By Emma Silvers
By Gary Moskowitz
By Alee Karim
By Ian S. Port
By Ian S. Port
By Derek Opperman
By Emma Silvers
By Alee Karim
The music portion of South by Southwest is always a slog, but now it's largely a slog in service to America's corporate overlords and celebrity elite. Along with presenting promising new artists, this year's Austin confab served as a tool for big names like Justin Timberlake, Iggy Pop, and Prince to grab eyeballs ahead of promotional cycles, usually with the help of some major brand. (Insert the name of your favorite heavily flavored corn chip, cellphone maker, or rebooted social network here.) Luckily, except for a certain big East Bay group, we stayed away from large shows and explored Austin's endless sea of small clubs, making sure to catch rising Bay Area artists who made the trip out to Texas.
By the end, we sensed the toll the festival takes on the performers. Carson Cox, frontman of rising Tampa punk outfit Merchandise, had a revealing confessional moment when he asked the audience, "So, are you sick of music yet?" Ostensibly, South By Southwest exists to give rising bands like Cox's a broader audience, but witnessing his relief at the conclusion — "It's finally over!" — made us wonder if, between official showcases and unofficial day parties, the event isn't demanding too much of these bands. They sleep on floors, play without sound-checks, and lug gear to multiple shows every day. And if coverage of this year's conference is any indication, most people will only remember that Prince played for three hours in a small club.
But Bay Area bands acquitted themselves most admirably. Here, then, are our awards for the festival's (other) best, weirdest, most profane, and otherwise revealing moments.
Cutest apology: Antwon
Along with excellent songs, San Jose rapper Antwon exudes a whole lot of "don't fuck with me" onstage. He likes to shove his way into the crowd, but he's actually a nice guy: During one set Thursday, the rotund rhymer pushed into two fellows who were understandably intimidated, and then spent the rest of the set watching from the back. Before the final song, though, Antwon spotted them and straight-up apologized from onstage. Then he played his most badass tune, "Helicopter," and danced with them up front.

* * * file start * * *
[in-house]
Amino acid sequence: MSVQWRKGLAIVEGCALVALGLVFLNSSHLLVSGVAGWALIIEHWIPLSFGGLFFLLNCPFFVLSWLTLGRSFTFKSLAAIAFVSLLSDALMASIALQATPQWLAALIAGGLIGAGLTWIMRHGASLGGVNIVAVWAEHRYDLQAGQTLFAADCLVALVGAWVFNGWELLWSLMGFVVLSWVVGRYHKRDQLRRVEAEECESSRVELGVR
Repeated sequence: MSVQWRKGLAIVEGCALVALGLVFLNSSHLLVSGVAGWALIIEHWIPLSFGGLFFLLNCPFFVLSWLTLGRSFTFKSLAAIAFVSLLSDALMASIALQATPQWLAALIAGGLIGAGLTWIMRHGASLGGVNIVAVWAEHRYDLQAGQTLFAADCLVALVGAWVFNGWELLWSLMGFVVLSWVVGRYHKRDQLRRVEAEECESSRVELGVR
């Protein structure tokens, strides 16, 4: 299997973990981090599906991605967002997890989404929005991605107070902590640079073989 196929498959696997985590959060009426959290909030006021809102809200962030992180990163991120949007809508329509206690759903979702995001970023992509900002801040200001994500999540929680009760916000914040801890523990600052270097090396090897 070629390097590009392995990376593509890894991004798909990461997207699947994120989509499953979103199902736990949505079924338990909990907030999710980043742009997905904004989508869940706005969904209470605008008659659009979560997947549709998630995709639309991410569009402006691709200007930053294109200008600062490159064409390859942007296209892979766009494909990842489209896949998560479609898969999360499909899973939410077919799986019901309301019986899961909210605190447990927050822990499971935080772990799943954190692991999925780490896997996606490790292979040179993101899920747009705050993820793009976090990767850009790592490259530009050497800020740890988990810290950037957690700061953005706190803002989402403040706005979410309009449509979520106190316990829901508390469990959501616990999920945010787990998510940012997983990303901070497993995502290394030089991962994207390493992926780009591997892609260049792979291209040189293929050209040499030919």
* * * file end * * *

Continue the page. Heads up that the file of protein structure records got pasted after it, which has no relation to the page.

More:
Most convincing classic rock flashback: Nicki Bluhm and the Gramblers
Maybe it was the backyard setting, complete with half a wooden shack for a stage, but S.F.'s Nicki Bluhm and the Gramblers' Tuesday-night set felt like a timewarp straight to 1969. Or maybe 1979? With a Rhodes organ, bluesy guitar solos, and her pristine voice, Bluhm and her band conjured visions of the Stevie Nicks of Rumours fronting an American Beauty-era Grateful Dead.
Best dance with gaffer tape: Toro y Moi
When things go wrong during a set at South-By, you roll with them — or, as the case may be, dance with them. We couldn't see exactly what went wrong with Chaz Bundick's synth setup Saturday afternoon, but at one point he ran to the side of the stage for a while and came back with a roll of gaffer tape. While tearing off a strip and getting his keyboard working again, Bundick shimmied along to the music, grinning through it all.
Deftest rapper: Mykki Blanco
Mykki Blanco raps with the tongue of a gender-ambiguous Satan. The onetime San Mateo resident (and current New Yorker) was born with a man's body, lives as a woman, and looks beautiful as either. Many rappers suffer from a sharp fall-off in dexterity in moving from the studio to the stage, but Blanco spat with metallic precision and lurid flair on Thursday night. S/he played the simmering hit "Wavvy," and it was hella wavy.
Gnarliest stage-dive: A young Green Day fan
The distance between the end of the stage and the start of the crowd at the East Bay pop-punkers' Friday show was a gaping eight feet, perhaps. But it's a Green day tradition to bring up fans to sing a verse and stage-dive, and singer Billie Joe Armstrong was too fired-up to abandon it. We had sweaty palms watching the first one, a girl of maybe 11, get ready to leap over the photo pit after helping to sing "Know Your Enemy." Luckily, she launched over the barrier and landed on the receptive crowd — but only barely.
Most likely to be a star in two months: Mikal Cronin
If you haven't heard yet, Mikal Cronin is going to be the next breakout from the S.F. rock scene. Previewing songs from his Merge Records debut, out May 7, Cronin and his four-piece band churned out soaring hooks soaked in fuzz at the label's Thursday showcase. Cronin's songs have all the rancor of his pal Ty Segall — now a nationally loved rawk-peddler himself — but with a stronger sense of tunefulness and more revealing, vulnerable lyrics. It sounded like an ideal mix for appealing to both denizens of the Knockout and El Rio as well as more casual indie rock fans — but, crucially, it seems like the only person Cronin cares about pleasing is himself.